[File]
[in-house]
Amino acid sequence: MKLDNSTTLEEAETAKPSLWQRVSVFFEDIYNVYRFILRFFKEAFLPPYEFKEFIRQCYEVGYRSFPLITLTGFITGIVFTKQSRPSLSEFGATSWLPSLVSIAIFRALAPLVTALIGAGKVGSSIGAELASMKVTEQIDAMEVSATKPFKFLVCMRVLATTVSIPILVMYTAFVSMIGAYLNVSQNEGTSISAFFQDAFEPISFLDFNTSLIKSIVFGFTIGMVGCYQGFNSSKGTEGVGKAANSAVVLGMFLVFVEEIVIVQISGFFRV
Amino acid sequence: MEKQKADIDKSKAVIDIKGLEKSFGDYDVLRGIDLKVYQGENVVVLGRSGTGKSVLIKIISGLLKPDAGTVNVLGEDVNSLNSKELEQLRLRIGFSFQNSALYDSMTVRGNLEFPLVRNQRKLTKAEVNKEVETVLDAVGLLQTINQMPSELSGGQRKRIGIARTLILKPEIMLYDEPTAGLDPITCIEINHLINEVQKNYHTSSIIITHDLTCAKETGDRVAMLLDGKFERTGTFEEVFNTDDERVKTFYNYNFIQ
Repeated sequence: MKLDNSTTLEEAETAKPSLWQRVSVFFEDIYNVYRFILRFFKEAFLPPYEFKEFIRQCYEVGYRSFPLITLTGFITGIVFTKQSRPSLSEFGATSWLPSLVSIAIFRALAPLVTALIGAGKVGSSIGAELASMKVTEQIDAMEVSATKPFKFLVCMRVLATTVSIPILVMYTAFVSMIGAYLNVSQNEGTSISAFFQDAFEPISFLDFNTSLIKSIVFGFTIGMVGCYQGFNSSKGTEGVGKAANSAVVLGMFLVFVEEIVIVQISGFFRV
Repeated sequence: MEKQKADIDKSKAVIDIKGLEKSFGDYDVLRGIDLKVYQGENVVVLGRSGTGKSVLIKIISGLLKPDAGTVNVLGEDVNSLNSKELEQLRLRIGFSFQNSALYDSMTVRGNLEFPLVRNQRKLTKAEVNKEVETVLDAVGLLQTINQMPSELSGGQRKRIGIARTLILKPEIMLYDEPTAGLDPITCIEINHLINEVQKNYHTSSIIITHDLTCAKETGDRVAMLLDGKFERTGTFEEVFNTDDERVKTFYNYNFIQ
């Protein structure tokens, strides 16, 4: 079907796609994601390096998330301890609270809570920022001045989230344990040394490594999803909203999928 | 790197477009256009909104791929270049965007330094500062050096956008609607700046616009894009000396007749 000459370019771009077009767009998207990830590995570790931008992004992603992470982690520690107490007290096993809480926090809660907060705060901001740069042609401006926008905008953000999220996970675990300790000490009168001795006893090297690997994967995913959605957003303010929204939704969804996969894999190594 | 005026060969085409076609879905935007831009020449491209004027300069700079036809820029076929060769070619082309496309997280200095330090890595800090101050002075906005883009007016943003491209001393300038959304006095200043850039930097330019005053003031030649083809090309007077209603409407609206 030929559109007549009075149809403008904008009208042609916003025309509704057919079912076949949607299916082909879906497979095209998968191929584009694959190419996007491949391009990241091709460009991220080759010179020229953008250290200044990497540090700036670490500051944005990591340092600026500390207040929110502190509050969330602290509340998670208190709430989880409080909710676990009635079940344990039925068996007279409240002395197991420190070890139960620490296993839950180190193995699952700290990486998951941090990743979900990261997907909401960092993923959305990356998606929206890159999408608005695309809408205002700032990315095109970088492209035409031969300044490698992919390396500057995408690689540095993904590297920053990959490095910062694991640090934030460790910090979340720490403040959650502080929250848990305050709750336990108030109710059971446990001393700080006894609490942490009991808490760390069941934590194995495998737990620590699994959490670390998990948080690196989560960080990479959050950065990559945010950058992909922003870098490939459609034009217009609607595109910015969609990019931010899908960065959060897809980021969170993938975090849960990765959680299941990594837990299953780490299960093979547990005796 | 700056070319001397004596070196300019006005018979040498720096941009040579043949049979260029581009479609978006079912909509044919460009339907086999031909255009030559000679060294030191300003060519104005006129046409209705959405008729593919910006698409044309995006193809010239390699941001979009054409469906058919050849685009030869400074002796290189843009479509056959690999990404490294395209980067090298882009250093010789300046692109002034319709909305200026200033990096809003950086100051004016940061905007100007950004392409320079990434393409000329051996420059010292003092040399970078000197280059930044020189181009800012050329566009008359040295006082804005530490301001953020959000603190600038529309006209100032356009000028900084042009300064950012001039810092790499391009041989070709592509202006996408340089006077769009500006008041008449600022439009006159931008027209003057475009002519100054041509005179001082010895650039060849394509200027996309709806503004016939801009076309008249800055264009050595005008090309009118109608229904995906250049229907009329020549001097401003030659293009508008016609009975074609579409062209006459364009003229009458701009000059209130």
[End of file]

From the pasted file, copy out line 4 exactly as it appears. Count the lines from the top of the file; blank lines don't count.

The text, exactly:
Repeated sequence: MKLDNSTTLEEAETAKPSLWQRVSVFFEDIYNVYRFILRFFKEAFLPPYEFKEFIRQCYEVGYRSFPLITLTGFITGIVFTKQSRPSLSEFGATSWLPSLVSIAIFRALAPLVTALIGAGKVGSSIGAELASMKVTEQIDAMEVSATKPFKFLVCMRVLATTVSIPILVMYTAFVSMIGAYLNVSQNEGTSISAFFQDAFEPISFLDFNTSLIKSIVFGFTIGMVGCYQGFNSSKGTEGVGKAANSAVVLGMFLVFVEEIVIVQISGFFRV